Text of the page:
Modern History Sourcebook:
A Surrealist Manifesto:
The Declaration of January 27, 1925
With regard to a false interpretation of our enterprise, stupidly
circulated among the public, We declare as follows to the entire
braying literary, dramatic, philosophical, exegetical and even
theological body of contemporary criticism:
- We have nothing to do with literature; But we are quite capable,
when necessary, of making use of it like anyone else,
- Surrealism is not a new means or expression, or an easier
one, nor even a metaphysic of poetry. It is a means of total liberation
of the mind and of all that resembles it.
- We are determined to make a Revolution.
- We have joined the word surrealism to the word revolution
solely to show the disinterested, detached, and even entirely
desperate character of this revolution.
- We make no claim to change the mores of mankind, but we intend
to show the fragility of thought, and on what shifting foundations,
what caverns we have built our trembling houses.
- We hurl this formal warning to Society; Beware of your deviations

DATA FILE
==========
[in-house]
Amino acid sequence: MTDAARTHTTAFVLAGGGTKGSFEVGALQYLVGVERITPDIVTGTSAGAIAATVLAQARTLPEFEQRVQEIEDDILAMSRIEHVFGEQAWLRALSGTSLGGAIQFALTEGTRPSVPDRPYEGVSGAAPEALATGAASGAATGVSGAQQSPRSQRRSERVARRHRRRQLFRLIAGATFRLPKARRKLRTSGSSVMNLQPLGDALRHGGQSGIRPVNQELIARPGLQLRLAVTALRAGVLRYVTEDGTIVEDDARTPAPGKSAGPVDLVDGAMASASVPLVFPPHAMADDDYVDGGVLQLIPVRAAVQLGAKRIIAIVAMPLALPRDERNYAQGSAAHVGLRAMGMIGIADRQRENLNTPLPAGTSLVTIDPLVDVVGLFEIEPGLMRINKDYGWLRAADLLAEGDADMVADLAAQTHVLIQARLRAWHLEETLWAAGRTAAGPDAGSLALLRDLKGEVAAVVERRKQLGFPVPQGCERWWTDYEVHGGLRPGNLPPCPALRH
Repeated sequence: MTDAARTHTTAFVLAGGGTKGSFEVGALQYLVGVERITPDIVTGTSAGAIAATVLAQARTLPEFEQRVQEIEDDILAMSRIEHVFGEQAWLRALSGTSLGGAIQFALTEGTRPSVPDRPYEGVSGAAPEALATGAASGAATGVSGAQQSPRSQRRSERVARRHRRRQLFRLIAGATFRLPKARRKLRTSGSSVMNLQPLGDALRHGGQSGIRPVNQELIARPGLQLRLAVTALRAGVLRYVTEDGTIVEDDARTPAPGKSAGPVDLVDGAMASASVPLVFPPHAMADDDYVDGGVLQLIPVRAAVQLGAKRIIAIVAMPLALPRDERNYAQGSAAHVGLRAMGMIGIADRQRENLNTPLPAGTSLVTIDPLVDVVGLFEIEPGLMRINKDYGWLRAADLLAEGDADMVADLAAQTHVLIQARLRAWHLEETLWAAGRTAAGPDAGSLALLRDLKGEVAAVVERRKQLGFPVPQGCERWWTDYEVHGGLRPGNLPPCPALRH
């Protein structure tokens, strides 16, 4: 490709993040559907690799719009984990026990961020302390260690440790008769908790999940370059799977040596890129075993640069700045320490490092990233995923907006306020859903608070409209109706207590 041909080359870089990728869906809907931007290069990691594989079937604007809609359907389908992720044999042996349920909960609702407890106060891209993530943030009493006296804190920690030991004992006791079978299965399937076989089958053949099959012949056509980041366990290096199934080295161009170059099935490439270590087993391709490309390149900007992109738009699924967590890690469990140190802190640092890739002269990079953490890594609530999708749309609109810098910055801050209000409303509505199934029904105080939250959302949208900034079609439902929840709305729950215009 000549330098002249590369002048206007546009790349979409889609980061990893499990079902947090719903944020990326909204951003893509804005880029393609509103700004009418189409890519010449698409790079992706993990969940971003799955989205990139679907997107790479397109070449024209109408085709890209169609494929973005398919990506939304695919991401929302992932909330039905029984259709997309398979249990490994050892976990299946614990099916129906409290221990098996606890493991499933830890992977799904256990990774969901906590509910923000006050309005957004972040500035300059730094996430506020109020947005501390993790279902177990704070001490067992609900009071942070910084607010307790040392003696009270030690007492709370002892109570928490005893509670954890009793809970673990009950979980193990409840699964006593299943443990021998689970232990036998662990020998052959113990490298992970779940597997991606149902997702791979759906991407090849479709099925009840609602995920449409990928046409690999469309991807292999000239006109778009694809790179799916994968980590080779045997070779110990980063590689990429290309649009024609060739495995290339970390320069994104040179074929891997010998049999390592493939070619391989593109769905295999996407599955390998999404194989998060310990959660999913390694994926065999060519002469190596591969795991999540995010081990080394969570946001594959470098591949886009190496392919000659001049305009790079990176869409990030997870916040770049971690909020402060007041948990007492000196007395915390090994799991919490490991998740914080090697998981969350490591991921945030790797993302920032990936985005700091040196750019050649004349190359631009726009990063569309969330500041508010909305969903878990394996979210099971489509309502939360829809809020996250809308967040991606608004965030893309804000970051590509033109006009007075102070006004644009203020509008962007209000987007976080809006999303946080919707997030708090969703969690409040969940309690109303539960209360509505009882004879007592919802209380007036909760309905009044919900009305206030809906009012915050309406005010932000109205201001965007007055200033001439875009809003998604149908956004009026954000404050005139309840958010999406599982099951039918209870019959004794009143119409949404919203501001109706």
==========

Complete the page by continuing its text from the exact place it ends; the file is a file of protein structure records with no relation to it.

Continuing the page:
and faux-pas, we shall not miss a single one.
- At each turn of its thought, Society will find us waiting.
- We are specialists in Revolt. There is no means of action
which we are not capable, when necessary, of employing.
- We say in particular to the Western world: surrealism exists.
And what is this new ism that is fastened to us? Surrealism is
not a poetic form. It is a cry of the mind turning back on itself,
and it is determined to break apart its fetters, even if it must
be by material hammers!
Bureaus de Recherches Surréalistes,
15, Rue de Grenelle
Signed: Louis Aragon, Antonin Artaud, Jacques Baron, Joë
Bousquet, J.-A. Boiffard, André Breton, Jean Carrive, René
Crevel, Robert Desnos, Paul Élaurd, Max Ernst, et al.
Source: Maurice Nadeau, The History of Surrealism, Cambridge:
Belknap Press, 1989, pp.240-41.
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(c)Paul Halsall Aug 1997